The night before, she was so excited about how she’d turned a summery white church hat into her own goofy creation. I admired her active imagination, along with the hat.
As she climbed out of the car the next morning, I thought I heard a hint of doubt in her voice as she wondered aloud how many other kids would wear crazy hats. I knew exactly how she felt – except that she’s much braver than I am. I would have been one of the “safe” students, sporting a traditional baseball cap or a tame straw hat.
As I drove away in the car, my heart walked with her – down the breezeway, up the stairs, through the hallway. “Like her hat,” I silently pleaded with her classmates. “Admire her handiwork,” I mentally begged the teacher. “Don’t let her be crushed,” I prayed as I sat at the stoplight, wondering how her entrance to the classroom had gone.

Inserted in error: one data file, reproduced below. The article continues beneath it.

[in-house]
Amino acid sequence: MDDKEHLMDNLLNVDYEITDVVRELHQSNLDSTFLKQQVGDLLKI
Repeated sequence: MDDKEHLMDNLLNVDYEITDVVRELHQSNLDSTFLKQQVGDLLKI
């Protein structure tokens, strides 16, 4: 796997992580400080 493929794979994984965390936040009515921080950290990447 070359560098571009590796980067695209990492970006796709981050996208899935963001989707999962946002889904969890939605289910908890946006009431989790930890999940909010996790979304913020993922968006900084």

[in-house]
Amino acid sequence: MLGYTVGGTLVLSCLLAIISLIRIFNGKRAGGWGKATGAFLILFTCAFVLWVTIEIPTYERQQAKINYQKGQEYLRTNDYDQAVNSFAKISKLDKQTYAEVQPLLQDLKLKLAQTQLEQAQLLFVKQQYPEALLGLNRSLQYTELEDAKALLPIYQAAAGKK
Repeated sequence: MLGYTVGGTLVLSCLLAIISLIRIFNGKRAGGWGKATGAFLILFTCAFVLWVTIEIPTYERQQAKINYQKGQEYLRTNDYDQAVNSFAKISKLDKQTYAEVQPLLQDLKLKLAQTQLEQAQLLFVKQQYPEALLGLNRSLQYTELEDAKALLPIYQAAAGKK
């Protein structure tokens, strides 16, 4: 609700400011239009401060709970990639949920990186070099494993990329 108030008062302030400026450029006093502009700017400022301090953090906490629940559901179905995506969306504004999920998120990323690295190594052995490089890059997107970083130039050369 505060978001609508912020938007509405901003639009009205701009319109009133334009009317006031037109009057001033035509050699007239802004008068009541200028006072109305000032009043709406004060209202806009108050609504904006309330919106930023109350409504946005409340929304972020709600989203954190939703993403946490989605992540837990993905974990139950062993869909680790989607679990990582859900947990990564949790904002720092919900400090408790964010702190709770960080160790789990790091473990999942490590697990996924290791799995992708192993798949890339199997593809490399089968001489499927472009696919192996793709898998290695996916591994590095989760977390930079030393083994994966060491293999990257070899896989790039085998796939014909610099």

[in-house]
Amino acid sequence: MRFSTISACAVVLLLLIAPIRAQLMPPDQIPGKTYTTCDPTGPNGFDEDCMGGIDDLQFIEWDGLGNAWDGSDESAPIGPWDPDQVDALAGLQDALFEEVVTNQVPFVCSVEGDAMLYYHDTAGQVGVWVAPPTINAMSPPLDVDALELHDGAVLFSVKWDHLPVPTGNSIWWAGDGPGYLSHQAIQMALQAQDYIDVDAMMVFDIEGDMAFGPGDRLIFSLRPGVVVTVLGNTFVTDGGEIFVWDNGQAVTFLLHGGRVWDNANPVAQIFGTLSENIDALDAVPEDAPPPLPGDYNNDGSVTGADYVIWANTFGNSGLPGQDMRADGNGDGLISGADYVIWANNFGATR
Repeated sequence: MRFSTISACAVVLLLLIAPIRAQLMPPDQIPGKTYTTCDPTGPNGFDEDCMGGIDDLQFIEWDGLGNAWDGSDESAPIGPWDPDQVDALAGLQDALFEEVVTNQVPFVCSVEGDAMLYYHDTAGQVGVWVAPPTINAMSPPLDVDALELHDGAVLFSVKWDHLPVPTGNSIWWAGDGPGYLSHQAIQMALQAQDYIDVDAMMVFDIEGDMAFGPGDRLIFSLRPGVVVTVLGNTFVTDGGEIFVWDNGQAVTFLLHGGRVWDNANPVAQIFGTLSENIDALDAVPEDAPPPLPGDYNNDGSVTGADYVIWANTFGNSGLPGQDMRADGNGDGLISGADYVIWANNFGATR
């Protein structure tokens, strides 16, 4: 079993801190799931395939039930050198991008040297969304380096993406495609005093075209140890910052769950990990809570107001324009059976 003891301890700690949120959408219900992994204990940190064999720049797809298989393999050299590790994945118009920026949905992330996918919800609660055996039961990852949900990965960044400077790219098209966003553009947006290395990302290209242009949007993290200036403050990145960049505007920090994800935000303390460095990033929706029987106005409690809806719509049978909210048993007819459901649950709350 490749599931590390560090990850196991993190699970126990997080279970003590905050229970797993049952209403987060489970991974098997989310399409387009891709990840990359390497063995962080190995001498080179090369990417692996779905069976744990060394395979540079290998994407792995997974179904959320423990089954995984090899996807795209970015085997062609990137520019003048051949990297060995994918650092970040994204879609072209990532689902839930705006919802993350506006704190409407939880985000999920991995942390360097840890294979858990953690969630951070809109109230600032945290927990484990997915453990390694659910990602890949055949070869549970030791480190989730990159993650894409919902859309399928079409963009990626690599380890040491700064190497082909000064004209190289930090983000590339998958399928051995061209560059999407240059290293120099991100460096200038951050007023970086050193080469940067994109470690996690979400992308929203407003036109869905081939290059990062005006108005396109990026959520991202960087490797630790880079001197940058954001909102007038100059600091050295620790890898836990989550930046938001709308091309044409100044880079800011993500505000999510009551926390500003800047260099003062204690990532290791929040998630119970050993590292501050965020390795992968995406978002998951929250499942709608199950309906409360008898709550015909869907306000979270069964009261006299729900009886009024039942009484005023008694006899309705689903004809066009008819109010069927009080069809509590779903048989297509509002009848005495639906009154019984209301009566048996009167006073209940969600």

Oh, how I long to protect her from ever being embarrassed or feeling out of place! I yearn to keep her self-confidence blooming and her individuality in tact. I admire her for stepping out boldly, displaying a hint of vulnerability, and refusing to take the safe, predictable route.
But I guess it’s part of life, another scene in the movie of growing up – taking risks and not knowing how you will be judged by your peers.
I just know that when I pick her up from school this afternoon, I hope she’s still wearing her hat.
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